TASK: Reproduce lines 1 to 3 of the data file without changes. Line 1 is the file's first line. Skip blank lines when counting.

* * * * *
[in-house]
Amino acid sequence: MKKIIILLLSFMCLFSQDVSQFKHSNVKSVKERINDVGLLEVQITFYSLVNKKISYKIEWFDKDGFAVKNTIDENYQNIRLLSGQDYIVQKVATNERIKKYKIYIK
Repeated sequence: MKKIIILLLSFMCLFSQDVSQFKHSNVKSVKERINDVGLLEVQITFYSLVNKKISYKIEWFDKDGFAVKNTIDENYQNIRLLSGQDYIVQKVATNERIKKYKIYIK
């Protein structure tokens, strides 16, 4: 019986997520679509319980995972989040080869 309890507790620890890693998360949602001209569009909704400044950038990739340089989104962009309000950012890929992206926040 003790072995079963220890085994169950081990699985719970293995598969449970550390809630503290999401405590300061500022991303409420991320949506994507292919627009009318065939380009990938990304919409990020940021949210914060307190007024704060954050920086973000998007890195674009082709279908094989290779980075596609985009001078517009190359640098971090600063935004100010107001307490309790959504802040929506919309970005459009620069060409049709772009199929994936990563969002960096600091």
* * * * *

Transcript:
[in-house]
Amino acid sequence: MKKIIILLLSFMCLFSQDVSQFKHSNVKSVKERINDVGLLEVQITFYSLVNKKISYKIEWFDKDGFAVKNTIDENYQNIRLLSGQDYIVQKVATNERIKKYKIYIK
Repeated sequence: MKKIIILLLSFMCLFSQDVSQFKHSNVKSVKERINDVGLLEVQITFYSLVNKKISYKIEWFDKDGFAVKNTIDENYQNIRLLSGQDYIVQKVATNERIKKYKIYIK